Rett syndrome is one of the five pervasive developmental disorders (PDD). It is a rare neurological disorder that shares some symptoms with autism. The symptom that easily distinguishes Rett syndrome from autism is that people who have it have slowed head growth. It almost exclusively affects girls. There is currently no cure for the disorder, although the majority of people who have it reach middle adulthood.
Austrian physician Andreas Rett identified Rett Syndrome in 1966. The common symptoms of Rett syndrome include slowed brain and head growth, mental retardation, writhing hand and limb movements, loss of muscle tone, problems walking, poor body weight, and seizures.
It is easy to confuse Rett syndrome with autism because early symptoms of the disorder are similar to those of autism. Babies with Rett syndrome usually appear to grow normally until they are six to 18 months of age, but they gradually lose skills that they once had.
Rett syndrome is caused by mutations in the MECP2 gene found on the X chromosome. The MECP2 gene is believed to control the functions of other genes. When the MECP2 gene doesn’t work properly, other genes produce abnormal proteins. Although this hypothesis on how defects on the MECP2 gene cause Rett Syndrome is scientifically plausible, it has not yet been confirmed.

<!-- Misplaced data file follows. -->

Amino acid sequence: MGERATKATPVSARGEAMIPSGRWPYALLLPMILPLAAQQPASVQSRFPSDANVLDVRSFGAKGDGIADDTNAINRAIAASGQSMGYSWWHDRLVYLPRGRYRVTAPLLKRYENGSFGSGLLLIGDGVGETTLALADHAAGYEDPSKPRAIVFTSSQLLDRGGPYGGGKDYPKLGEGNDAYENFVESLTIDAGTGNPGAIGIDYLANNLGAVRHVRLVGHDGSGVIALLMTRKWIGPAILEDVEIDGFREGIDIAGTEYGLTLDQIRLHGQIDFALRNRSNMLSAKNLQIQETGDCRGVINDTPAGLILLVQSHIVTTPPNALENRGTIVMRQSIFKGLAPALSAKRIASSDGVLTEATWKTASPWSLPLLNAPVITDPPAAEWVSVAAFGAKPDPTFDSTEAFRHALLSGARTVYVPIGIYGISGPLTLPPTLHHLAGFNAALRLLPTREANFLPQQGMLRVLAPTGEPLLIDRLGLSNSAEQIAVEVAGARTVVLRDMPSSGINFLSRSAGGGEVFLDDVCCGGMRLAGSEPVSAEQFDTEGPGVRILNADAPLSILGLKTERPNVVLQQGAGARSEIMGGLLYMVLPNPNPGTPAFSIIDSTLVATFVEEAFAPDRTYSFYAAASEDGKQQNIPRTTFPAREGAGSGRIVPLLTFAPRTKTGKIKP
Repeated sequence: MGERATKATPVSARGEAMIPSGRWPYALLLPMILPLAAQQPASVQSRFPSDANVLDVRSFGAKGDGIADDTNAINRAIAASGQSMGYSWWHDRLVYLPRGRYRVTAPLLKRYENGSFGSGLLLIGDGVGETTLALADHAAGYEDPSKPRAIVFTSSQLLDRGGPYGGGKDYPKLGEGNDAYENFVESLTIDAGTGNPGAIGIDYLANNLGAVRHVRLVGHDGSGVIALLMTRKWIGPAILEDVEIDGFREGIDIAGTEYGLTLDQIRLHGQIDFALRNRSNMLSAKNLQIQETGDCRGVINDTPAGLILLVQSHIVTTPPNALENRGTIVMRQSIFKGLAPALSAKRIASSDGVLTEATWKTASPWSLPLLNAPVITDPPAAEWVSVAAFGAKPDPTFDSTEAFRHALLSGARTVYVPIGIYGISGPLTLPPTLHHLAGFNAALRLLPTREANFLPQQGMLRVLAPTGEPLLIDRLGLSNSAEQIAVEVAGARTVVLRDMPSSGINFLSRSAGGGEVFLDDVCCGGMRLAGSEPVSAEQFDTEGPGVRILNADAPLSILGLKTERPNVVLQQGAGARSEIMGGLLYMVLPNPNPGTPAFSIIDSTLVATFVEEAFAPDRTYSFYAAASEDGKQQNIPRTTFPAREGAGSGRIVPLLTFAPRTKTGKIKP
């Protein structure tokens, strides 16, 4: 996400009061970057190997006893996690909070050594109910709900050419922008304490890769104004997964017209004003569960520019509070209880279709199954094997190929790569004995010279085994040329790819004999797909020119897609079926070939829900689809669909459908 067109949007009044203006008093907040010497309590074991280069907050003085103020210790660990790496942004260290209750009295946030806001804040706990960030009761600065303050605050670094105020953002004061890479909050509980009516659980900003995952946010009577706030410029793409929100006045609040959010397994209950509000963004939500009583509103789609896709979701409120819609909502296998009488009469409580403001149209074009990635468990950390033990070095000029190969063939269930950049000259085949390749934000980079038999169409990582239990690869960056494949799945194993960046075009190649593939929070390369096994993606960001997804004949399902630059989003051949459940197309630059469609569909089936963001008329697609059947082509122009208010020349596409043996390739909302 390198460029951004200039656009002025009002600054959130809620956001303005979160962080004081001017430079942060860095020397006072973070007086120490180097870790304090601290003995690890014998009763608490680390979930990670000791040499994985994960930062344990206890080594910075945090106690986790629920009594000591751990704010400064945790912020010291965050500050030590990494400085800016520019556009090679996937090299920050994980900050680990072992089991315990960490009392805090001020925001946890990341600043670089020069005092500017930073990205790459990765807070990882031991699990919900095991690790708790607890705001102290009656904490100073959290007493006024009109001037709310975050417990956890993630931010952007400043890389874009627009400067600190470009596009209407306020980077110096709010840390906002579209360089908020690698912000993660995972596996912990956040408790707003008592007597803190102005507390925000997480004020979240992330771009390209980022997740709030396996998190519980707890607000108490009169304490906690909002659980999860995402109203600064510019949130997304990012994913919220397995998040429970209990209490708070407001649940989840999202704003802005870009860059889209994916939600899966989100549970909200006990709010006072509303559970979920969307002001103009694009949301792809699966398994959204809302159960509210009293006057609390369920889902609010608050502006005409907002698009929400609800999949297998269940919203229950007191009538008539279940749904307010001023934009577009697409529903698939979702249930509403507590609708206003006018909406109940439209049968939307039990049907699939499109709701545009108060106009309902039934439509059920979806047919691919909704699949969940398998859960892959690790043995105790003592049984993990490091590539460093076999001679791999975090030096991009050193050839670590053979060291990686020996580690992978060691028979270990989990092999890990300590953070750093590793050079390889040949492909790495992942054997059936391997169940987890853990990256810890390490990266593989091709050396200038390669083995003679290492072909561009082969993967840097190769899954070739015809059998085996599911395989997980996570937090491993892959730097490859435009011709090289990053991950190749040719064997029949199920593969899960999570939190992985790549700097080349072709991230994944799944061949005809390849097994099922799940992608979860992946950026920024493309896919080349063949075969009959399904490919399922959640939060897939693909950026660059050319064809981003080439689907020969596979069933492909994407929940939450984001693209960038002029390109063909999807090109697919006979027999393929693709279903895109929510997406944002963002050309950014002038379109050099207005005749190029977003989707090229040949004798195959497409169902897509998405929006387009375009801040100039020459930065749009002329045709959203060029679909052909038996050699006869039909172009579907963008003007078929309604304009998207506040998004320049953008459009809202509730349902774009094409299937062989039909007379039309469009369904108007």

The disorder mostly affects girls. Current estimates on the prevalence of Rett syndrome in females is one in every 10,000 to 15,000 live births. In most cases, Rett syndrome occurs randomly. Although the disorder is genetic, less than 1% of recorded cases are inherited. One theory why Rett syndrome is almost absent in boys is that boys do not have the spare X chromosome girls have that helps them survive the disorder. The MECP2 gene is located on the X chromosome, and girls have two X chromosomes, while boys only have a single one and a Y. Because of this, boys with defective MECP2 genes die shortly after they are born.
Although there is no cure for Rett syndrome, there are many treatments available that address some of its symptoms. Drugs may be used to lessen difficulty in walking and breathing, and also to suppress seizures and tendencies of children to harm themselves. Heart problems and scoliosis can also develop, so there should be regular checkups. There are also many therapies that help children gain some skills for self-care.
Research is still being done on how exactly a mutated MECP2 gene causes Rett syndrome. If researchers can figure out how the gene works with other genes, and what genes and proteins fail to operate normally, they may be able to come up with treatments that can fix the malfunctioning genes. Developmental disorders like Rett syndrome and autism are very complex and difficult to solve, but scientists are doing their best to find a cure.
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